Fruit preserves are preparations of fruits, vegetables and sugar, often canned or sealed for long-term storage. The preparation of fruit preserves today often involves adding commercial or natural pectin as a gelling agent, although sugar or honey may be used, as well. Before World War II, fruit preserve recipes did not include pectin, and many artisan jams today are made without pectin. The ingredients used and how they are prepared determine the type of preserves; jams, jellies and marmalades are all examples of different styles of fruit preserves that vary based upon the ingredients used.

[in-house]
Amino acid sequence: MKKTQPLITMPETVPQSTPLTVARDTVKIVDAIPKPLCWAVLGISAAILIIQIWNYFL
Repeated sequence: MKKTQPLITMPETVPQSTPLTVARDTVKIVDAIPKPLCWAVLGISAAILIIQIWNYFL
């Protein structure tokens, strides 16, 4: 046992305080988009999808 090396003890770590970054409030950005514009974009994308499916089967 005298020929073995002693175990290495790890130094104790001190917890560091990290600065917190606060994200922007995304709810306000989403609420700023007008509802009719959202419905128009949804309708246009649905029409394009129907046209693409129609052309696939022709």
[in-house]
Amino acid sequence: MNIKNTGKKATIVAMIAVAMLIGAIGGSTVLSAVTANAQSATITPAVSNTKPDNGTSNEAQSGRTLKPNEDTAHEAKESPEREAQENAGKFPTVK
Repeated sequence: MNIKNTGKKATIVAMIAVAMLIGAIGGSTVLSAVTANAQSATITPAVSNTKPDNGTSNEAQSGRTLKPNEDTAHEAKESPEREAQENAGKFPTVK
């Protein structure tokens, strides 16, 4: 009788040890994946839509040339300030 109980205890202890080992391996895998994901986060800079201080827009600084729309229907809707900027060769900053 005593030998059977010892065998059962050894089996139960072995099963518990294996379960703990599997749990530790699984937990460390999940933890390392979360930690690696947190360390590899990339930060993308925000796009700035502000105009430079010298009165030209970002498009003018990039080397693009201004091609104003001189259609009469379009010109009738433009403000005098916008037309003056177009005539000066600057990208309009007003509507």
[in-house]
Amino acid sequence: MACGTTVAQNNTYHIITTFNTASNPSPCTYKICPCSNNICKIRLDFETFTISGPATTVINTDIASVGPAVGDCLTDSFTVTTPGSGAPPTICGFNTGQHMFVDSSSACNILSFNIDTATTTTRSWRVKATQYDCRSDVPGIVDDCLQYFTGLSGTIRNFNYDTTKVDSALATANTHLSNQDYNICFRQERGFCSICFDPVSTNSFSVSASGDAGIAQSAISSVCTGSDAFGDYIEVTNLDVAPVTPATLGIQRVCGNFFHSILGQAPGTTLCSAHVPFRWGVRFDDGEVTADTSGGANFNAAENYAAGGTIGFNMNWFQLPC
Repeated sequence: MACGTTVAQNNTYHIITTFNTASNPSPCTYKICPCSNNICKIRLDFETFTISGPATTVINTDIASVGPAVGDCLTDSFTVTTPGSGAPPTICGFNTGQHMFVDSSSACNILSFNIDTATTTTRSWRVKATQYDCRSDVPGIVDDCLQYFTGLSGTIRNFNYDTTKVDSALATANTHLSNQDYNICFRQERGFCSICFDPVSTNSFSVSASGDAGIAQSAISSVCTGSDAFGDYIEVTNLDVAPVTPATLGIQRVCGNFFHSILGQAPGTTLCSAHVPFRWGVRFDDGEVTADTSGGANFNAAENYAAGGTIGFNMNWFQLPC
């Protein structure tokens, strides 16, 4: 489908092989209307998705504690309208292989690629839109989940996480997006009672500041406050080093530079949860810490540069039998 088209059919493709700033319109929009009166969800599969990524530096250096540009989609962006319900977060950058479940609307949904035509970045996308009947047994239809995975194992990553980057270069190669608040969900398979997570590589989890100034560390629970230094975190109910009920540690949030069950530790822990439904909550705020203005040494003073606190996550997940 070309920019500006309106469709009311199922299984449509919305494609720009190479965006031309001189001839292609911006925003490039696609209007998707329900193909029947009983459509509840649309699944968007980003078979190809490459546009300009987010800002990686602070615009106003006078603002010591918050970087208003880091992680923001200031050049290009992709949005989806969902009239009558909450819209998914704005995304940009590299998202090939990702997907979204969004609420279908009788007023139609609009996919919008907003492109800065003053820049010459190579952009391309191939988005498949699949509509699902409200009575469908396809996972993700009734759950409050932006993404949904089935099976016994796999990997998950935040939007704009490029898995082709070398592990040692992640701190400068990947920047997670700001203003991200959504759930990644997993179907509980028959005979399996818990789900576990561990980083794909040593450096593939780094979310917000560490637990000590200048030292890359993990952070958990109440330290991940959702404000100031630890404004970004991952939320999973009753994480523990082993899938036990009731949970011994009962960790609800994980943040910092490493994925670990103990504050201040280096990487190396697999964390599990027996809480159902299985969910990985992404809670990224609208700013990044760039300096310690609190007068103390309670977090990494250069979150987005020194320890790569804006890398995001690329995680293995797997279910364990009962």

Many varieties of fruit preserves are made globally, including sweet fruit preserves, such as strawberry, as well as savoury preserves of culinary vegetables, such as tomatoes or squash. In North America, the plural form "preserves" is used to describe all types of jams and jellies. In British and Commonwealth English most fruit preserves are simply called jam, with the singular preserve being applied to high fruit content jam, often for marketing purposes. Additionally, the name of the type of fruit preserves will also vary depending on the regional variant of English being used.